[SciPy-User] Alternatives to scipy.optimize

josef.pktd@gmai... josef.pktd@gmai...
Sat Feb 25 23:21:05 CST 2012

On Sat, Feb 25, 2012 at 9:21 PM, Erik Petigura <eptune@gmail.com> wrote:
> Thanks for getting back to me!
> I'd like to minimize p1 and p2 together.  Let me try to describe my problem
> a little better:
> I'm trying to fit an exoplanet transit light curve.  My model is a box + a
> polynomial trend.
> https://gist.github.com/1912265
> The polynomial coefficients and the depth of the box are linear parameters,
> so I want to fit them using linear least squares.  The center and width of
> the transit are non-linear so I need to fit them with an iterative approach
> like optimize.fmin.  Here's how I implemented it.
> https://gist.github.com/1912281

Took me a while to work my way through it, especially that you have a
linear coefficient in front of the nonlinear part.

The idea of calculating the nonlinear part by setting the linear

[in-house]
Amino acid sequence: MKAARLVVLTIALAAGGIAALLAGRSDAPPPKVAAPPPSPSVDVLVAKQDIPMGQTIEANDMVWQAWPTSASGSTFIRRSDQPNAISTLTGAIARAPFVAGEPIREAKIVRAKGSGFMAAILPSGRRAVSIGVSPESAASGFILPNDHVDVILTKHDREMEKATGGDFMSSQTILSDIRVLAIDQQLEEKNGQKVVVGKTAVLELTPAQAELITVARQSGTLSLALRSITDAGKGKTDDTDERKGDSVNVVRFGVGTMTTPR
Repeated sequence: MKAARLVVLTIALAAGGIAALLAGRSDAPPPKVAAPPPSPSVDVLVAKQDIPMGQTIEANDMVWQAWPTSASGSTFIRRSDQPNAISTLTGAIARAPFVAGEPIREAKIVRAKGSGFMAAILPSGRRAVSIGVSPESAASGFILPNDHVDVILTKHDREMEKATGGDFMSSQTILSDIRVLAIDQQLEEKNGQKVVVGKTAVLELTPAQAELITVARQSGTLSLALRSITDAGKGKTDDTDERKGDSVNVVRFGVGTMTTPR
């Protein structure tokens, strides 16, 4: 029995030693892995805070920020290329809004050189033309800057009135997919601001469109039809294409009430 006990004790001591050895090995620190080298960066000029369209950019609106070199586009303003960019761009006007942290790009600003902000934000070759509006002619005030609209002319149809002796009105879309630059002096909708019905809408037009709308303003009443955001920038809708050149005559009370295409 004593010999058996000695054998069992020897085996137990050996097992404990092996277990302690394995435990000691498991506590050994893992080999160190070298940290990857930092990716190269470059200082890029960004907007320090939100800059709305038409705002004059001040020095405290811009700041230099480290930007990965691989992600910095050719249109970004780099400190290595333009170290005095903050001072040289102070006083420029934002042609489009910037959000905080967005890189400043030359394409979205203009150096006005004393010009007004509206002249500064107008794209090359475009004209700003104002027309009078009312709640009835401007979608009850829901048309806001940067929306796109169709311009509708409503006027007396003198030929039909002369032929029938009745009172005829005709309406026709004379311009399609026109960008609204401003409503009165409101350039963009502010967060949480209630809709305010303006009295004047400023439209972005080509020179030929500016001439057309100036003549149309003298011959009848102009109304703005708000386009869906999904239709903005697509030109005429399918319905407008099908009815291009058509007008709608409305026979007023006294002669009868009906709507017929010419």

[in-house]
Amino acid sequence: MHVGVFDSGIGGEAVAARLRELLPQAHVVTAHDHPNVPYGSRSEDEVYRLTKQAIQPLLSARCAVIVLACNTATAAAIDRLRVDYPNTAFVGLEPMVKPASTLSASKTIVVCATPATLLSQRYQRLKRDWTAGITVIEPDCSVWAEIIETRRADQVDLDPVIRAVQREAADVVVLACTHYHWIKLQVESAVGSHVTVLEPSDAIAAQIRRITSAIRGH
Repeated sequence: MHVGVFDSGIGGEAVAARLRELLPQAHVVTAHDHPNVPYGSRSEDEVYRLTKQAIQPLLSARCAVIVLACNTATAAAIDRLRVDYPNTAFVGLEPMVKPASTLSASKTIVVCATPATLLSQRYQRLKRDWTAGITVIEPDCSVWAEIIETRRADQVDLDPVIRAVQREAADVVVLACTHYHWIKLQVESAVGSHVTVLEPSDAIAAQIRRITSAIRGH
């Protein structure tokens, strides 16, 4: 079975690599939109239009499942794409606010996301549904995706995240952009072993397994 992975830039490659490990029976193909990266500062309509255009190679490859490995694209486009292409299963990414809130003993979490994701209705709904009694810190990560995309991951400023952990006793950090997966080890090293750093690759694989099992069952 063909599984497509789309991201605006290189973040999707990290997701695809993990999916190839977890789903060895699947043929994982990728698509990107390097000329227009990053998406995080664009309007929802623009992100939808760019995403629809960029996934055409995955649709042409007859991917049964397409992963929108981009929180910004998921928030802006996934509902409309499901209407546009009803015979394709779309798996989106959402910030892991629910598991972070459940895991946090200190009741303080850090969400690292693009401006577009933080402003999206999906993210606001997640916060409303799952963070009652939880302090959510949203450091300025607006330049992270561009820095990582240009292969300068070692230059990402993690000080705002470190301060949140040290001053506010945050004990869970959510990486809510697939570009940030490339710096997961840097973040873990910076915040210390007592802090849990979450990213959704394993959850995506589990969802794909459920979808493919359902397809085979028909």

coefficients to "neutral" values is nice.
Is (((p-pNL0)/dpNL0)**2).sum() a penalization term? Since your
objective function is quadratic optimize.leastsq might work better
than fmin.
The next numpy version will have a vander function to build Legendre
polynomials. (Or maybe it already has, I'm on 1.5)

The next thing will be to get the covariance matrix for the parameter
estimates :)

> There is a lot unpacking and repacking the parameter array as it gets passed
> around between functions.  One option that might work would be to define
> functions based on a "parameter object".  This parameter object could have
> attributes like float/fix, linear/non-linear.  I found a more object
> oriented optimization module here:
> http://newville.github.com/lmfit-py/

The easiest is to just write some helper functions to stack or unstack
the parameters, or set some to fixed. In statsmodels we use this in
some cases (as methods since our models are classes), also to
transform parameters.
Since often this affects groups of parameters, I don't know if the
lmfit approach would helps in this case.

(Personally, I like numpy arrays with masks or fancy indexing, which
is easy to understand. Ast manipulation scares me.)


> However, it doesn't allow for linear fitting.
> Erik
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